Team Vision for Detailed Design Phase
• Make frame and deployment mechanism manufacturable
• Create ¼ of sail by combining the mylar sheets
• Interface sensor, motor and micro-controller to communicate with each other
• Design locking mechanism for the spindle
• Frame was made easily manufacturable by making design symmetric
• Deployment Mechanism guides were simplified for manufacturing• ¼ of the maylar sail was created
• Sensors were interfaced with motor
• Motor was determined and ordered
• Locking mechanism was designed and prototyped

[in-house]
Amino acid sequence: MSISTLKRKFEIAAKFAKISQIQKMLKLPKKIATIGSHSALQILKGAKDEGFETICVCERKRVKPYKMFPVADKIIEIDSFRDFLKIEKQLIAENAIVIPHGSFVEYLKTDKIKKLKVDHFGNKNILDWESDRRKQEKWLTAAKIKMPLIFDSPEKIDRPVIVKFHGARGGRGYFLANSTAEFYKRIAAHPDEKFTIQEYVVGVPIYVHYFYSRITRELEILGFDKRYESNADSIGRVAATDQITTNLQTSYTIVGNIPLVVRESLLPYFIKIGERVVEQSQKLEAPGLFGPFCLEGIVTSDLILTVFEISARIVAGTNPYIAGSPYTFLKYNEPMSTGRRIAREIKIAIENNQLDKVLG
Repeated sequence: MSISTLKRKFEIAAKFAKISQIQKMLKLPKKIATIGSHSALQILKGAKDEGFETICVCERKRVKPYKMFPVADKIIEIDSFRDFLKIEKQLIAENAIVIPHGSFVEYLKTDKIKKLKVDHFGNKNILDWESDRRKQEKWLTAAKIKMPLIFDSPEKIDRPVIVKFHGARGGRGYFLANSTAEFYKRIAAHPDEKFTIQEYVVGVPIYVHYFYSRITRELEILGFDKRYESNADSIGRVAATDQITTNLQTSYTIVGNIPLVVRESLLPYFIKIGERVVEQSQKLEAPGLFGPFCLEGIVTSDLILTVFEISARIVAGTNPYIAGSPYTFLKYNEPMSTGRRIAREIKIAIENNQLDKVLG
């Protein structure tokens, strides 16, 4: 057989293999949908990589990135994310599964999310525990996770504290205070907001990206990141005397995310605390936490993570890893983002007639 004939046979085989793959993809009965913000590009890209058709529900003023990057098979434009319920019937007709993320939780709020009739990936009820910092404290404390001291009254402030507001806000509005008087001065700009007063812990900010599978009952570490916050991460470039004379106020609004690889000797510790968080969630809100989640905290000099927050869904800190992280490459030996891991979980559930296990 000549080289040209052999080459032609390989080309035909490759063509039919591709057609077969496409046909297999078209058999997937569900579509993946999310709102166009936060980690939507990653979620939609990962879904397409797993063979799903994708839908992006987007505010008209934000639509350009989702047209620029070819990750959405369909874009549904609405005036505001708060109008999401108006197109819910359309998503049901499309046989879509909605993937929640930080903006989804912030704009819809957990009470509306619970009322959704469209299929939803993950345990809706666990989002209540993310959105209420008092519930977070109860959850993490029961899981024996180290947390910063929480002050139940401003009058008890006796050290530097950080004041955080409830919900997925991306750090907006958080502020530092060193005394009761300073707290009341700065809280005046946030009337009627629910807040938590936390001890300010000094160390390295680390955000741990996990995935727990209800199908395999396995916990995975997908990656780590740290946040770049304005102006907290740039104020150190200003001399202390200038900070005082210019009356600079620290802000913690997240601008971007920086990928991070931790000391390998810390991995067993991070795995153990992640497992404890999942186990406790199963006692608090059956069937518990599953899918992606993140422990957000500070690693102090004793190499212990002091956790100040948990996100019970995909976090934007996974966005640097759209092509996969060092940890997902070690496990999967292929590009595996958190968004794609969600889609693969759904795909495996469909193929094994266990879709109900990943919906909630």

Progress ReportLinked here is the Mid-Phase Review, a summary of what had been accomplished prior to Thanksgiving break and the objectives for when the team reconvened.
Prototyping, Engineering Analysis, Simulation
Boom Spool Thickness
The thickness of the booms when spooled together was a concern since the boom material was chosen. Each boom has to be a minimum of 13.25 feet, so a total length of at least 54 feet of boom rolled onto the spool. For testing purposes 15 foot booms were used to account for extra material fastened to the spool and extending past the sail. The full length booms were rolled onto the spool and the thickness of it was measured with a dial caliper at several locations. Two people were needed for this as one had to hold the spooled booms while the other one measured.